Monthly Archives: February 2014

Electrospun Meta-aramid Mats and Their Application

This week’s Engineering Research Center-Bioengineering Joint Seminar, Friday February 7, 11 a.m., McNair Hall, Auditorium:

Topic: Electrospun Meta-aramid Mats and Their Application

headshot of Dr. Kim

Dr. Hak Yong Kim

Speaker: Dr. Hak Yong Kim, Professor of Bio-Info-Nano Fusion Technology and Professor of Organic Materials and Fiber, Chonbuk National University, Jeonbuk, Korea.  Dr. Kim’s areas of research include biomaterials, polymeric composites and functional materials. He has 245 refereed journal publications with a total of over 5,200 citations. He holds 6 U.S. patents and 80 Korean patents.

Abstract: The effect of salt formation during condensation polymerization on the  morphology of electrospun meta-aramid fibers was investigated. The presence of a by-product salt (calcium chloride, CaCl2) improved the electrospinnability of the meta-aramid solution and induced the formation of a spider-web-like structure in the mats.

The effect of the concentration of the solution and applied voltage on the formation of the spider-web-like fibrous structure was investigated. FE-SEM images indicated that the very thin fibers were uniformly distributed with thick fibers throughout the mats in the form of a spider-web-like structure. TGA showed that the thermal stability of the electrospun meta-aramid mats was affected by CaCl2.

The observed enhancement in the thermal and mechanical properties of the mats, which was attributed to the formation of the spider-web-like structure, may increase the number of potential applications of meta-aramid, such as second battery separator, water/air filtration, protective clothing and electrical insulation.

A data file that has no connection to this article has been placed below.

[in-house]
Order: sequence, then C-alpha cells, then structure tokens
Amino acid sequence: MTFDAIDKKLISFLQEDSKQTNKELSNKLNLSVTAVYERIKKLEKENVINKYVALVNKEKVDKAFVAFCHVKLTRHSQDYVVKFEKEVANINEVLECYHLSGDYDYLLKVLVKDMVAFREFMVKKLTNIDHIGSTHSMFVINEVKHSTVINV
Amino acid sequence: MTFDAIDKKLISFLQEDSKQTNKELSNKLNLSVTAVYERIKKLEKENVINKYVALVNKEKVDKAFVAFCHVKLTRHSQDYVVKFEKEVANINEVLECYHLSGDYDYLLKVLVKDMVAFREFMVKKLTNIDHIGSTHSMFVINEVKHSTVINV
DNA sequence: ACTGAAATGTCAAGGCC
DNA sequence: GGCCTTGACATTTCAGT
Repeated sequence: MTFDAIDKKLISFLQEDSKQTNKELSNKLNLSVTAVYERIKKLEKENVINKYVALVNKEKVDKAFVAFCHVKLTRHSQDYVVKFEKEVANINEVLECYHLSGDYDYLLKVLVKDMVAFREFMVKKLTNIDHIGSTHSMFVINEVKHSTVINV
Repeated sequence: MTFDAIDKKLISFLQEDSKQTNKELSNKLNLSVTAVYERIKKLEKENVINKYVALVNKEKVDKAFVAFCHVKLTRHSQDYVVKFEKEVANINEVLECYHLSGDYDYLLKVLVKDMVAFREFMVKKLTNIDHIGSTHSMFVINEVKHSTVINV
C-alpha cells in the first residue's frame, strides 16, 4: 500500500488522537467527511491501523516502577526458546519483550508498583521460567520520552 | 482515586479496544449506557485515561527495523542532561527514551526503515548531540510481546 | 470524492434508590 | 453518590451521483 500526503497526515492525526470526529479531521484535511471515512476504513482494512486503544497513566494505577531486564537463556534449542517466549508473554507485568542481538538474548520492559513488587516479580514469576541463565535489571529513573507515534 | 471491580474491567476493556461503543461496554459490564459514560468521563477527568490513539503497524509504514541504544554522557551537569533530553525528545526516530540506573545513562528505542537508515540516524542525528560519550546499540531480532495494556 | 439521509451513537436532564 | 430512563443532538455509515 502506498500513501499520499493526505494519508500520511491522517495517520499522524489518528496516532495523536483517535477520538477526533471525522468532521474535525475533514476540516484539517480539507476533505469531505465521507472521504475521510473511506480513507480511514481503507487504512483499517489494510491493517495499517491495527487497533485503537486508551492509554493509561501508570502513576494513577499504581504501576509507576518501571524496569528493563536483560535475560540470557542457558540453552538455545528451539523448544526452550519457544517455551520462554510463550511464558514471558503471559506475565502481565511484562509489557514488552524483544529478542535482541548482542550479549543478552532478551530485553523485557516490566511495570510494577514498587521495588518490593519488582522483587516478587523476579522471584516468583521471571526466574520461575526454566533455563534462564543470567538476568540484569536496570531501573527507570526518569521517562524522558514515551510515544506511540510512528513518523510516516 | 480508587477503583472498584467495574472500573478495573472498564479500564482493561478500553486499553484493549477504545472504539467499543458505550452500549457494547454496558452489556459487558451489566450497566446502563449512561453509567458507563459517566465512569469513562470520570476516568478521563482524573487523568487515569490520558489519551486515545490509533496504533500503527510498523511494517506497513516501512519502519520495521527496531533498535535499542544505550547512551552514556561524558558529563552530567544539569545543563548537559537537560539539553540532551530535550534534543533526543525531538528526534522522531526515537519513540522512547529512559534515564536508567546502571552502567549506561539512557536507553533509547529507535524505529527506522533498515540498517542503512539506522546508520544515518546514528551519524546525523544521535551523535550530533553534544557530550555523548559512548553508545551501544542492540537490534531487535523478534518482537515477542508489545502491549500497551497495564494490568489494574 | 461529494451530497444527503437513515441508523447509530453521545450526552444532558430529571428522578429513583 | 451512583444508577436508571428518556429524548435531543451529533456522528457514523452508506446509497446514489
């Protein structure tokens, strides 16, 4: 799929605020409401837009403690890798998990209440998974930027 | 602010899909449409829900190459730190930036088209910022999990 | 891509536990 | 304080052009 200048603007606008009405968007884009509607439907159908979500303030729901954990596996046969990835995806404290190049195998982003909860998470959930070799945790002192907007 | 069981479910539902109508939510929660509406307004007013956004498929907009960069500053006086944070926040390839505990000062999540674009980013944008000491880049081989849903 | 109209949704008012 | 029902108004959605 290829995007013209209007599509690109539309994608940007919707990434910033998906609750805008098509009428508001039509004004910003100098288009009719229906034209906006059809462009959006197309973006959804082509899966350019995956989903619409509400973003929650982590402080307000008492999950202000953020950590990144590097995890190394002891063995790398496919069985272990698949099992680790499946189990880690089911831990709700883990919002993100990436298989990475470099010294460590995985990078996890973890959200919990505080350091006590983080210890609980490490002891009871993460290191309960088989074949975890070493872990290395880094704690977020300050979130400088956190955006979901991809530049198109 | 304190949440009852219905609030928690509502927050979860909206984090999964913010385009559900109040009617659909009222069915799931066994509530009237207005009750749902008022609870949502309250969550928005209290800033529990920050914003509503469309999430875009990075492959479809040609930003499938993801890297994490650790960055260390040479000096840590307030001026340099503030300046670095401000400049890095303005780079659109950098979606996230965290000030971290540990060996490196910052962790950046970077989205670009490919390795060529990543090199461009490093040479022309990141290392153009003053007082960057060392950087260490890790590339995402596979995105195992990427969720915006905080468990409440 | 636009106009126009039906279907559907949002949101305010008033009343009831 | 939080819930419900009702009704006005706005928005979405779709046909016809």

Weekly Biology seminar: Kinase regulation

This week’s Department of Biology weekly seminar,  Wednesday February 5, noon, Barnes Hall, Room 221:

Topic: New and Emerging Modes of Kinase Regulation

Speaker: Dr. Robert Newman, Assistant Professor of Biology

Abstract: Protein phosphorylation, mediated by protein kinases, is one of the most widespread regulatory mechanisms in eukaryotes. Inside the cell, kinases and their respective substrates are organized into complex phosphorylation networks that govern nearly all cellular processes.

To achieve signaling specificity in response to a given environmental stimulus, these networks must be precisely coordinated in cellular space and time. This involves regulation both at the level of kinase activity and at the level of substrate selection. Consequently, much effort has been devoted to understanding how these parameters are controlled inside cells.

In this seminar, we will explore two modes of kinase regulation, namely proteolytic processing and reversible oxidation, that have been relatively understudied but are emerging as important modulators of kinase activity in health and disease.

Targeting teen dating violence: ‘No Hatin n Datin’

Poster: No Hatin n DatinThe N.C. A&T Center for Behavioral Health and Wellness is partnering with the Greensboro Police Department and other community agencies in a project to prevent teen dating violence.

“We asked teens what to call this sensitive topic. They have named it ‘No Hatin n Datin,’ ” the police website says.

Unlike the dating advice many teenagers have received for generations, the program isn’t a well-meaning lecture full of “do’s,” “don’ts,” and stern warnings.

“The goal is not for adults to tell teens what is necessarily good or bad, but to instill in teens the importance of thinking for themselves about what it means to them to have a healthy relationship,” says Dr. Kelly Graves, director of the A&T center.

“Connecting relationships with music is a great way to start a dialogue about what a healthy relationship ‘looks like’ to them.”

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